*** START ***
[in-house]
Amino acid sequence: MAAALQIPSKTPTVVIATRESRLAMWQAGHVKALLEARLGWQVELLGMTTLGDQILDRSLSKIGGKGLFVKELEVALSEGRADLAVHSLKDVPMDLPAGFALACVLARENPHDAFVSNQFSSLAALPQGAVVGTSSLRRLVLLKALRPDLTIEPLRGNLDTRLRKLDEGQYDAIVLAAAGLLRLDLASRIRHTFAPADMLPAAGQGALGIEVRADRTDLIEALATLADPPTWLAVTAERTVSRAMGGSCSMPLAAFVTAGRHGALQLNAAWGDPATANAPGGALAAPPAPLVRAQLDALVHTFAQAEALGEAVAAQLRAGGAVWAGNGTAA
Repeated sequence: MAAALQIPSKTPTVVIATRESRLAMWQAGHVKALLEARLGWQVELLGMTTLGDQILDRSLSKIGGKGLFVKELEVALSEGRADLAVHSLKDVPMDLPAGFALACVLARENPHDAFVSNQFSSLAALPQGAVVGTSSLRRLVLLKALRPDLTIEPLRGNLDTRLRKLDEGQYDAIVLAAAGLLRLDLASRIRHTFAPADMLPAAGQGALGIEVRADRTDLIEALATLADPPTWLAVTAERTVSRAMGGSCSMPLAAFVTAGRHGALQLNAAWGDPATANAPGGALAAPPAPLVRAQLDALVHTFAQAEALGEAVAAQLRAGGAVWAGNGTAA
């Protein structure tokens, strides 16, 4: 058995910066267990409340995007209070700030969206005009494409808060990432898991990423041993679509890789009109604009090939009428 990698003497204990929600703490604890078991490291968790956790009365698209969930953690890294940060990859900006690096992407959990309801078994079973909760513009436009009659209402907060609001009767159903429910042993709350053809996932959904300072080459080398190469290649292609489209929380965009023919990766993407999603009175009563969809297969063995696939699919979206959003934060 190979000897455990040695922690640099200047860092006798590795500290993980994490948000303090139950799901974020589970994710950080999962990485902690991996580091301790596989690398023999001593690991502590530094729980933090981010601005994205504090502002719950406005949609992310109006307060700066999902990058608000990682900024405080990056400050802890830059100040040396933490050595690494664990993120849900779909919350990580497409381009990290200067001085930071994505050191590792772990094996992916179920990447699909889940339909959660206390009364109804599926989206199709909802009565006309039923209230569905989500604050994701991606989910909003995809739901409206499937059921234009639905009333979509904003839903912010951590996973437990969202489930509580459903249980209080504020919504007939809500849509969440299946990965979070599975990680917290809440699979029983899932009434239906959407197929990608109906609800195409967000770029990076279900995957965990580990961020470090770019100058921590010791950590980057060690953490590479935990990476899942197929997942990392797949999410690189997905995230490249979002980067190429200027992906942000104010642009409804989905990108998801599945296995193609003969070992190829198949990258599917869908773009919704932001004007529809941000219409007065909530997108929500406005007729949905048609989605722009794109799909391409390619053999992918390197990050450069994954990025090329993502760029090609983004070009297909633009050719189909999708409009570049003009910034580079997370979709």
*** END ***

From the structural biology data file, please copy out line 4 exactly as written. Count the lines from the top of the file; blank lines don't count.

């Protein structure tokens, strides 16, 4: 058995910066267990409340995007209070700030969206005009494409808060990432898991990423041993679509890789009109604009090939009428 990698003497204990929600703490604890078991490291968790956790009365698209969930953690890294940060990859900006690096992407959990309801078994079973909760513009436009009659209402907060609001009767159903429910042993709350053809996932959904300072080459080398190469290649292609489209929380965009023919990766993407999603009175009563969809297969063995696939699919979206959003934060 190979000897455990040695922690640099200047860092006798590795500290993980994490948000303090139950799901974020589970994710950080999962990485902690991996580091301790596989690398023999001593690991502590530094729980933090981010601005994205504090502002719950406005949609992310109006307060700066999902990058608000990682900024405080990056400050802890830059100040040396933490050595690494664990993120849900779909919350990580497409381009990290200067001085930071994505050191590792772990094996992916179920990447699909889940339909959660206390009364109804599926989206199709909802009565006309039923209230569905989500604050994701991606989910909003995809739901409206499937059921234009639905009333979509904003839903912010951590996973437990969202489930509580459903249980209080504020919504007939809500849509969440299946990965979070599975990680917290809440699979029983899932009434239906959407197929990608109906609800195409967000770029990076279900995957965990580990961020470090770019100058921590010791950590980057060690953490590479935990990476899942197929997942990392797949999410690189997905995230490249979002980067190429200027992906942000104010642009409804989905990108998801599945296995193609003969070992190829198949990258599917869908773009919704932001004007529809941000219409007065909530997108929500406005007729949905048609989605722009794109799909391409390619053999992918390197990050450069994954990025090329993502760029090609983004070009297909633009050719189909999708409009570049003009910034580079997370979709």